Chocolate is one of those clichés we often see in movies as the go-to food for heartbroken women, but how much truth is behind this response? A lot more than one might think.
Chocolate is a psychoactive/psychotropic food containing more than 500 natural chemical compounds, many of which are categorised as mood and pleasure increasing. A psychoactive compound is one that crosses the blood-brain barrier and acts on the central nervous system where it affects brain function. There are a variety of chemical substances in chocolate. Essentially, the ingestion of chocolate replicates good feelings that can imitate those of happiness and even falling in love. Interestingly, over 52% of women in the UK stated that they preferred chocolate over sex.
This chemical is released by the brain when falling in love, and is probably the biggest contributor to chocolate making us feel good. It releases dopamine (the happy chemical) and endorphins into our pleasure centres and peaks during orgasm. It helps mediate feelings of attraction, excitement and euphoria.
This is an essential amino acid that enhances serotonin function which helps diminish anxiety.
A lot of people should be familiar with this chemical – it makes you feel good and warm. Endorphins reduce sensitivity to pain and are the body’s endogenous opiates.
This chemical is an endogenous cannabinoid found in the brain. This can have a small effect of promoting a feeling of well-being. The presence of N-oleolethanolamine and N-linoleoylethanolamine also inhibit the metabolism of anandamide, prolonging the feeling.
Theobromine and caffeine:
We all know the effects of caffeine – it stimulates the central nervous system, increases blood flow to the brain, and increases serotonin production. All that basically amounts to increased alertness. It’s worth noting that there is only a very small amount of caffeine in chocolate though – much less than what you’d get from other sources (coffee, etc.).
Theobromine is a chemical cousin to caffeine and is found in greater concentrations in darker chocolate. Theobromine has similar effects to caffeine, to a much smaller degree, but is also a cardiac stimulant. It has been shown to reduce coughing and is also thought to pay a role in regulating moods.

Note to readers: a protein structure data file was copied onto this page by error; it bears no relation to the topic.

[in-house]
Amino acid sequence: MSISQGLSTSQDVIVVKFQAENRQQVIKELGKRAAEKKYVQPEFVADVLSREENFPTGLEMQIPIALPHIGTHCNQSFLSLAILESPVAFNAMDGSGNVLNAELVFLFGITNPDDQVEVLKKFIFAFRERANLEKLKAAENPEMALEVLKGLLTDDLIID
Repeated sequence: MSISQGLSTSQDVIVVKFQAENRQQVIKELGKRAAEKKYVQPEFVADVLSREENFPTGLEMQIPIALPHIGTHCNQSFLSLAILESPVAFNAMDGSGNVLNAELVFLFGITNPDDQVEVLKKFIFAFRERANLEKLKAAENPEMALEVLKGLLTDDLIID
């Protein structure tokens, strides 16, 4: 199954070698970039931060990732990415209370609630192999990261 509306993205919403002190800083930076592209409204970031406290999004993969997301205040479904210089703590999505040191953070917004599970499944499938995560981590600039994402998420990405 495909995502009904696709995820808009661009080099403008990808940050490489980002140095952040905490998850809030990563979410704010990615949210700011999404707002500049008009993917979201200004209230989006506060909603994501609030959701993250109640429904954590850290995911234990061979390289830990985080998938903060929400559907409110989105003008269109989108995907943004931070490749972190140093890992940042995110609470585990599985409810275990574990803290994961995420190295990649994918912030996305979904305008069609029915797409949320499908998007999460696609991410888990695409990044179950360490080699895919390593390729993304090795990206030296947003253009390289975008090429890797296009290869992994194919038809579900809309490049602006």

Binge eating chocolate can be explained by the above effects. Psychologically, people attribute a cause and effect relationship between chocolate and feelings of anguish, in which chocolate appears to make the consumer feel better. This is not a placebo effect (as demonstrated by the chemicals above), and thus makes the subconscious association stronger – resulting in cravings when things are going bad. However, it’s common knowledge that binge eating chocolate will lead to obesity, causing self-esteem and image problems, as well as inhibited production of certain chemicals such as dopamine, and basically ending up in feeling worse for a lot longer, so let’s take a look at the health issues of chocolate.
Surprisingly, chocolate is good for your health. The distinction we have to make here is the type of chocolate you’re eating. Dark chocolate is good for you. It can lower blood pressure and improve blood circulation, preventing the formation of blood clots and arteriosclerosis. We also know from above that chocolate contains phenylethylamine, releasing endorphins and dopamine. It also helps control blood sugar by reducing insulin resistance and is full of antioxidants, as well as vitamins and minerals (potassium, copper, magnesium and iron).
Modern day chocolate dates back to the addition of triglyceride cocoa butter by Swiss confectioner Rodolphe Lindt in 1879. Since then, chocolate has been made sweeter and sweeter so that the concentration of cocoa is more and more diluted. It’s this chocolate that’s bad for you – the one that’s basically just sugar and cream. White chocolate, specifically, has no cocoa solids in it at all. Milk chocolate (obviously) has milk (or condensed milk) in it and a lower cocoa percentage.
Given the health benefits, I would advise adding darker chocolates to your diet in moderate amounts. Personally, around 60% cocoa and I can still enjoy the sweetness of chocolate. Any higher and it’s too bitter for me. I’ve stayed away from white chocolate for a long time now but I eat a lot of dark and milk chocolate, even during cutting when I’m trying to lose weight. I haven’t personally found any fat gain problems with eating a whole block after training, but obviously, chocolate is a calorie rich food so if you’re not active, you should eat less but not avoid it completely.
Etymology of cocoa:
While I’m on the topic, I’d like to point out that although I’ve used the word “cocoa”, it’s believed that this English word was a result of English traders misspelling the original word “cacao”, taken from the Olmec civilisation.